• author: Python and Pandas with Reuven Lerner

Understanding How to Copy Lists in Python

Welcome back to our video explainer of the Python standard library. In this segment, we will dive into the topic of how to copy a list in Python.

Let's start off by considering the following list:

my_list = [10, 20, 30, 40, 50]

To copy this list, we cannot simply say x = my_list. Doing so creates another reference to the same list rather than a new copy of the list.

Shallow Copy

A shallow copy is one that copies the references to the objects in the original list into the new list. This means that when the original list is changed, the copied elements are also affected.

One way to obtain a shallow copy is to use slicing. For example:

x = my_list[:]

Another way to get a shallow copy is using the copy() method. Starting with Python 3.7, this method is available for lists.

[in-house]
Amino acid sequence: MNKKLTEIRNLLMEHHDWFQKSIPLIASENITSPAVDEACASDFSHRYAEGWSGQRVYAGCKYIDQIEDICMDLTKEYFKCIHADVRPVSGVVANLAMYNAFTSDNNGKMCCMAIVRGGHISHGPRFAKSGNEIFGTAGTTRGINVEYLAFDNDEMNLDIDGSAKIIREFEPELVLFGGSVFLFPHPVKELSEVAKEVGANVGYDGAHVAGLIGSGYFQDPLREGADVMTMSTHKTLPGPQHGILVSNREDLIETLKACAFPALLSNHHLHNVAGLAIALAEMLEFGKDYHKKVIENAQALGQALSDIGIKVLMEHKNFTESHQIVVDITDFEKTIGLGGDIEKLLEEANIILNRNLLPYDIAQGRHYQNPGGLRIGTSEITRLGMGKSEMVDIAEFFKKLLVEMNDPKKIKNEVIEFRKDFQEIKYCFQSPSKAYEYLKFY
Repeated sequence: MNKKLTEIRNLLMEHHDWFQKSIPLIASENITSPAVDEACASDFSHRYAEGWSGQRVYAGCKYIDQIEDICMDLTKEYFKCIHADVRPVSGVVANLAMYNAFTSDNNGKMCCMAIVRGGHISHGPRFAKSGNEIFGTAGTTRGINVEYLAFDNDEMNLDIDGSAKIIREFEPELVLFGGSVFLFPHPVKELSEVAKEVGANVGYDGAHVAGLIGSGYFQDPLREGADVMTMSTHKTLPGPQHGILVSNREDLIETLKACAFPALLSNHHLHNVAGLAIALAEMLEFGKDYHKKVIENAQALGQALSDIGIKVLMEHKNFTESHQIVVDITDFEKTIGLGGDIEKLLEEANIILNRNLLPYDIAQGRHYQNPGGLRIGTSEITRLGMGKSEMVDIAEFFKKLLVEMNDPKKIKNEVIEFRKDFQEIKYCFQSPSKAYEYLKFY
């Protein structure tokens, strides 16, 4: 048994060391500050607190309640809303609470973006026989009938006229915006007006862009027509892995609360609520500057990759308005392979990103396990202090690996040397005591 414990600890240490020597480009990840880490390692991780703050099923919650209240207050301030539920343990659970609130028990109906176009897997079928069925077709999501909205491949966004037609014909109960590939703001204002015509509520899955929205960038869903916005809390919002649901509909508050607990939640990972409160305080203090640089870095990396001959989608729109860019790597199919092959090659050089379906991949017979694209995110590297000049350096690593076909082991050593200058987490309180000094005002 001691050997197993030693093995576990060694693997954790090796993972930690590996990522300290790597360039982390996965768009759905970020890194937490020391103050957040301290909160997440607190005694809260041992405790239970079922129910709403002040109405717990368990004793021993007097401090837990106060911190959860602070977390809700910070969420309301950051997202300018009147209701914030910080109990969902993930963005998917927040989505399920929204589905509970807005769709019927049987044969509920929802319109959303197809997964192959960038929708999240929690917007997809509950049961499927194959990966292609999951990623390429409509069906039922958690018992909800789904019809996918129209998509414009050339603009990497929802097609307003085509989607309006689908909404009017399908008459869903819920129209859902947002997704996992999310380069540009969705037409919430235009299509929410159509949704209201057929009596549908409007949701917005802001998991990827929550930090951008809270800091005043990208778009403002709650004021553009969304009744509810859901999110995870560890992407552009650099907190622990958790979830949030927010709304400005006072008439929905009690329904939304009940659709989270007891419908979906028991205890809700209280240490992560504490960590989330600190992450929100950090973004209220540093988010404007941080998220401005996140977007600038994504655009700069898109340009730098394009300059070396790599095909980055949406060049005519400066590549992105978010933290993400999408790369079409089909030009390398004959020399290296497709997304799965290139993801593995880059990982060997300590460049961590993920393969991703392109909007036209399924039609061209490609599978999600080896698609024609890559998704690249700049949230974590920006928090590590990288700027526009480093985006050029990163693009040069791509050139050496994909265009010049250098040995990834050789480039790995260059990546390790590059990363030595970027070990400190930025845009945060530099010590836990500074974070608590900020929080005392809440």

x = my_list.copy()

It is important to note that a shallow copy works well when the elements in the list are immutable, such as numbers, strings, and tuples. However, for mutable objects, such as lists, sets, and dictionaries, a deep copy is required to avoid unwanted changes to the copied elements.

Deep Copy

A deep copy creates a new list with new objects, recursively copying all the objects in the original list. This means that the copy is completely independent of the original list, and changes made to one list do not affect the other.

To get a deep copy of a list, we need to use the deepcopy() function from the copy module in the standard library.



To summarize, there are two types of copying methods available for lists in Python:

  • Shallow Copy: This method copies the references to the original objects in the new list. It is sufficient for copying lists with immutable elements.
  • Deep Copy: This method creates a completely new list with new objects, recursively copying all the objects in the original list. It is required for copying lists with mutable elements.

Make sure to choose the appropriate method for your use case to avoid unintended consequences. Remember to use copy() for shallow copying and deepcopy() for deep copying mutable objects.

Stay tuned for more useful tips and tricks on the Python standard library! Don't forget to subscribe and share with your friends.

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